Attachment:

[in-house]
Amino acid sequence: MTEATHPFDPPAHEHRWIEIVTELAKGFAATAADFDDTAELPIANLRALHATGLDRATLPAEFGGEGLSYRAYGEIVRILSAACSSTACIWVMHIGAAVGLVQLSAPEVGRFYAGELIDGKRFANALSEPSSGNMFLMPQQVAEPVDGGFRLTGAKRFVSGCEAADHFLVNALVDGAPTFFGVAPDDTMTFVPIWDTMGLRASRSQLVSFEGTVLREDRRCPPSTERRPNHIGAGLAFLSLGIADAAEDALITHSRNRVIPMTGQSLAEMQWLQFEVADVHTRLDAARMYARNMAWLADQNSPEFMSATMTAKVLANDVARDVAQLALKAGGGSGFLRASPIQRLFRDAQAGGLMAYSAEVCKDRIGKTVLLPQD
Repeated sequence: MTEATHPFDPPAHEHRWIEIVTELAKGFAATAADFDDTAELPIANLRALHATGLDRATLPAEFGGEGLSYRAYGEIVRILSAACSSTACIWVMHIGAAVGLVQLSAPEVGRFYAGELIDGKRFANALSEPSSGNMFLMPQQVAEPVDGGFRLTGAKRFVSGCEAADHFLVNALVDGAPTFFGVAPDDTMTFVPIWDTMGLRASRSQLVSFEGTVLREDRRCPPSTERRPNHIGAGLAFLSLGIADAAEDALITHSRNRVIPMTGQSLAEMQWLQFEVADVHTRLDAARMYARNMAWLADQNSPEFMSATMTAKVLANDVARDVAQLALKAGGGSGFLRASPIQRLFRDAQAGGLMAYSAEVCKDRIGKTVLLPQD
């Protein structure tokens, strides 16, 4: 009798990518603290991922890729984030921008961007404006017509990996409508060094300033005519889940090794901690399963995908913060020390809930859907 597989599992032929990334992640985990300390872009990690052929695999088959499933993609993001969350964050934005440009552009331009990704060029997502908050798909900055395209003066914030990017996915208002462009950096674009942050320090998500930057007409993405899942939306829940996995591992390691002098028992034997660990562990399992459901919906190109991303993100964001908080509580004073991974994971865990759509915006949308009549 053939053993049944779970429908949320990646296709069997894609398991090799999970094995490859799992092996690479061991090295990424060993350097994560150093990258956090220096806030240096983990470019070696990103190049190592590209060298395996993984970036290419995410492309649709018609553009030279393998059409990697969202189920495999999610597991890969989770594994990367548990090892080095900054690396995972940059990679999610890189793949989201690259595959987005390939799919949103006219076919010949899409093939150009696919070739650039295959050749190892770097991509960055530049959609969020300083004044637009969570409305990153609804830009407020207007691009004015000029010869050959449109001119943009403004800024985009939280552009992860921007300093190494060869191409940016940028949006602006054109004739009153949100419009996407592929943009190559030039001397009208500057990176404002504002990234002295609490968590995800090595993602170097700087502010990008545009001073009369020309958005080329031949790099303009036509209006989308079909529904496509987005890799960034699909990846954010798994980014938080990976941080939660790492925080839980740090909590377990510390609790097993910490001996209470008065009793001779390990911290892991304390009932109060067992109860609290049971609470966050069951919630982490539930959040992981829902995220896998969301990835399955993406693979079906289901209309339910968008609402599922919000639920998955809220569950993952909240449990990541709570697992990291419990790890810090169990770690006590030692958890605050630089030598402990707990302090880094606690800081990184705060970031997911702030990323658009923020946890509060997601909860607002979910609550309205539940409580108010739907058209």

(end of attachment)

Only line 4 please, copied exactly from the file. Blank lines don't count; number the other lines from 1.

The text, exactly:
């Protein structure tokens, strides 16, 4: 009798990518603290991922890729984030921008961007404006017509990996409508060094300033005519889940090794901690399963995908913060020390809930859907 597989599992032929990334992640985990300390872009990690052929695999088959499933993609993001969350964050934005440009552009331009990704060029997502908050798909900055395209003066914030990017996915208002462009950096674009942050320090998500930057007409993405899942939306829940996995591992390691002098028992034997660990562990399992459901919906190109991303993100964001908080509580004073991974994971865990759509915006949308009549 053939053993049944779970429908949320990646296709069997894609398991090799999970094995490859799992092996690479061991090295990424060993350097994560150093990258956090220096806030240096983990470019070696990103190049190592590209060298395996993984970036290419995410492309649709018609553009030279393998059409990697969202189920495999999610597991890969989770594994990367548990090892080095900054690396995972940059990679999610890189793949989201690259595959987005390939799919949103006219076919010949899409093939150009696919070739650039295959050749190892770097991509960055530049959609969020300083004044637009969570409305990153609804830009407020207007691009004015000029010869050959449109001119943009403004800024985009939280552009992860921007300093190494060869191409940016940028949006602006054109004739009153949100419009996407592929943009190559030039001397009208500057990176404002504002990234002295609490968590995800090595993602170097700087502010990008545009001073009369020309958005080329031949790099303009036509209006989308079909529904496509987005890799960034699909990846954010798994980014938080990976941080939660790492925080839980740090909590377990510390609790097993910490001996209470008065009793001779390990911290892991304390009932109060067992109860609290049971609470966050069951919630982490539930959040992981829902995220896998969301990835399955993406693979079906289901209309339910968008609402599922919000639920998955809220569950993952909240449990990541709570697992990291419990790890810090169990770690006590030692958890605050630089030598402990707990302090880094606690800081990184705060970031997911702030990323658009923020946890509060997601909860607002979910609550309205539940409580108010739907058209």